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Almanac Format

First of all, who should read this material. That's simple. Anyone who has interest in the world of Mystara. Of course, some need a more specific answer than this. As such, all the Atlas sections (of the Old World, Norwold, etc.) found in Book I can be read by both players and DMs of Mystara. The information given is general, usually common knowledge, and more than often slightly or not so slightly biased by the correspondents' point of view. Of course, this means that the information is not always 100% accurate, so players be warned: individual DMs might not accept the descriptions of any given place, changing it to suit their needs and campaign. And they're within their rights! After all, who said that the correspondent wasn't a complete fraud? It already happened (and we're sorry for that). DMs may also want to limit the PCs' knowledge to just one area of Mystara (after all, why should someone from the Old World know anything about the Savage Coast?). The other sections of Book I are left to the DM's judgment as to whether or not his or her players know this information.

The timeline section, located in Book II, dealing with events for the year of AC 1019, is for the DM's eyes only. It reveals certain secrets that players are just not meant to know unless they discover them the hard way. Of course, this only makes it easier for DMs to change any timeline event to match events that are occurring in their own world of Mystara. Likewise, the adventures in Book III are destined for the DM only, as reading them would spoil the surprise to a PC whose DM wishes to send on an adventure found, or based upon, one in that book.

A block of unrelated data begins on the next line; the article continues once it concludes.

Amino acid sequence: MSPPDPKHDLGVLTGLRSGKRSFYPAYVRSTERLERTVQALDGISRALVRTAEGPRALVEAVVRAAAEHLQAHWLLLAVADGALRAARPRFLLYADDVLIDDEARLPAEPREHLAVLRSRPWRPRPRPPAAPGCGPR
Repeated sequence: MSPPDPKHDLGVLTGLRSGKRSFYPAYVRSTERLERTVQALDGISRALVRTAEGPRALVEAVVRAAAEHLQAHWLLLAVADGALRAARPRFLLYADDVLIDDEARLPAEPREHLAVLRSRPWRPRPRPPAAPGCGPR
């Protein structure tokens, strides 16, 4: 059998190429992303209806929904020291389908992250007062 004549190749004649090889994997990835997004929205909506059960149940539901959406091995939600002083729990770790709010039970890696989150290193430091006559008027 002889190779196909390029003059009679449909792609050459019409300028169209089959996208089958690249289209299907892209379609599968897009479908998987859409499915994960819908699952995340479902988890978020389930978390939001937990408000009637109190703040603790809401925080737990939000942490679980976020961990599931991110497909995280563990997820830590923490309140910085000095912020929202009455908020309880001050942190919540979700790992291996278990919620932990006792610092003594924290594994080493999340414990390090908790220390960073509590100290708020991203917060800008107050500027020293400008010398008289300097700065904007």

The format used throughout the Mystaran Almanac is similar to the various previous almanacs in this line. The events are sorted per month, and grouped by week. Each event has a date, a title, an explicit location, and a description. When applicable, an event can reference up to four other related events (two prior and two posterior). It can also contain additional notes, explaining for example how it relates to a more global plot, and other such behind-the-scenes minutiae to delight a gnome. Finally, it says how mighty heroes (many of our correspondents fancy themselves such) may have learned of those events and influenced their course.

Sometimes, a correspondent has sent us a more thorough description of an event or series of event, or an in-depth analysis, or another such reportage that we feature as a topic of interest. They are the pendant to nation depictions of the atlas, and thus also reflect the view and bias of their authors.

Pictures and maps also illustrate the events, when appropriate.

Dorrik Stonecleaver